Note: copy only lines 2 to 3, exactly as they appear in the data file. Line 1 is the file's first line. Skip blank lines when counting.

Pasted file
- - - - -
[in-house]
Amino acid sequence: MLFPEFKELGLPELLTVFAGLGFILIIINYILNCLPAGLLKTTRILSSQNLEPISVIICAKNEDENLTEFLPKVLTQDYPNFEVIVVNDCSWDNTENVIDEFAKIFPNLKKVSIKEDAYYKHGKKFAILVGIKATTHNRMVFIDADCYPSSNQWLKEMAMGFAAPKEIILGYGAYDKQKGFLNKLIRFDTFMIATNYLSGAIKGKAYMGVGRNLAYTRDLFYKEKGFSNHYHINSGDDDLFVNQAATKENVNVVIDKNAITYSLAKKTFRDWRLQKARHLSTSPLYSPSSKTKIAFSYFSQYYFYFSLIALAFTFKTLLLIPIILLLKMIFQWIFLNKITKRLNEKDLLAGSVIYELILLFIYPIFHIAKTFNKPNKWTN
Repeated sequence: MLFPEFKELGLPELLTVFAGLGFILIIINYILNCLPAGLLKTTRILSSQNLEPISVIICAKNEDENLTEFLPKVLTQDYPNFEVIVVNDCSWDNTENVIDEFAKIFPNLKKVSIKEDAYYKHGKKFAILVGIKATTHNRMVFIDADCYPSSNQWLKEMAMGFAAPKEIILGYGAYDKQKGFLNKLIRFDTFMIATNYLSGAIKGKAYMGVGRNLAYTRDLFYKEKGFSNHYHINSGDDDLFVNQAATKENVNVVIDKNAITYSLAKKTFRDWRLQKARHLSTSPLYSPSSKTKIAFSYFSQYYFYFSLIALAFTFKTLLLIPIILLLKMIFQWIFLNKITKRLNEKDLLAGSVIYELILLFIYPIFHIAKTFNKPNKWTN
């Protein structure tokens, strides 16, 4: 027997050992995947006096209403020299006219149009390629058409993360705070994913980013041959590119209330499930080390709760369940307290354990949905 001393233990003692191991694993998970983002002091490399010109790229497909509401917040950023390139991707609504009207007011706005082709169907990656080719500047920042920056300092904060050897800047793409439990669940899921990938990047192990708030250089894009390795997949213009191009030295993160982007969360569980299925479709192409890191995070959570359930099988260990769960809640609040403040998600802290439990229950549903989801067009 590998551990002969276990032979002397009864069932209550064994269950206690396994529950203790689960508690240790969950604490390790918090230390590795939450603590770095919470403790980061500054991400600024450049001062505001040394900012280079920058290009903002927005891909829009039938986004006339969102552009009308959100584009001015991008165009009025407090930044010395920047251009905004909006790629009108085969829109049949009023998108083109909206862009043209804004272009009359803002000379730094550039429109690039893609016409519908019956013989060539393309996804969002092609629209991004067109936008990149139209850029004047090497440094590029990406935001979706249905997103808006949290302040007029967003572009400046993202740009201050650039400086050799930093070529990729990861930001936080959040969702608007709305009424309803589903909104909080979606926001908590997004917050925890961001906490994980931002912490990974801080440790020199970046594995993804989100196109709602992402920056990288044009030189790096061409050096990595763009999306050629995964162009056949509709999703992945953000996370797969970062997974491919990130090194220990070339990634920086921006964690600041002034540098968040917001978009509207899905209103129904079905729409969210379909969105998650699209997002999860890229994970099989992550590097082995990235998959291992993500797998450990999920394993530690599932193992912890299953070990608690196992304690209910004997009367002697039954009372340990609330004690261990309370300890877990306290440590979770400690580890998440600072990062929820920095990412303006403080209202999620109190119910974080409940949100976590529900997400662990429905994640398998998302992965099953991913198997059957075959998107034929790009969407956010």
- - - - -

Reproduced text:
Amino acid sequence: MLFPEFKELGLPELLTVFAGLGFILIIINYILNCLPAGLLKTTRILSSQNLEPISVIICAKNEDENLTEFLPKVLTQDYPNFEVIVVNDCSWDNTENVIDEFAKIFPNLKKVSIKEDAYYKHGKKFAILVGIKATTHNRMVFIDADCYPSSNQWLKEMAMGFAAPKEIILGYGAYDKQKGFLNKLIRFDTFMIATNYLSGAIKGKAYMGVGRNLAYTRDLFYKEKGFSNHYHINSGDDDLFVNQAATKENVNVVIDKNAITYSLAKKTFRDWRLQKARHLSTSPLYSPSSKTKIAFSYFSQYYFYFSLIALAFTFKTLLLIPIILLLKMIFQWIFLNKITKRLNEKDLLAGSVIYELILLFIYPIFHIAKTFNKPNKWTN
Repeated sequence: MLFPEFKELGLPELLTVFAGLGFILIIINYILNCLPAGLLKTTRILSSQNLEPISVIICAKNEDENLTEFLPKVLTQDYPNFEVIVVNDCSWDNTENVIDEFAKIFPNLKKVSIKEDAYYKHGKKFAILVGIKATTHNRMVFIDADCYPSSNQWLKEMAMGFAAPKEIILGYGAYDKQKGFLNKLIRFDTFMIATNYLSGAIKGKAYMGVGRNLAYTRDLFYKEKGFSNHYHINSGDDDLFVNQAATKENVNVVIDKNAITYSLAKKTFRDWRLQKARHLSTSPLYSPSSKTKIAFSYFSQYYFYFSLIALAFTFKTLLLIPIILLLKMIFQWIFLNKITKRLNEKDLLAGSVIYELILLFIYPIFHIAKTFNKPNKWTN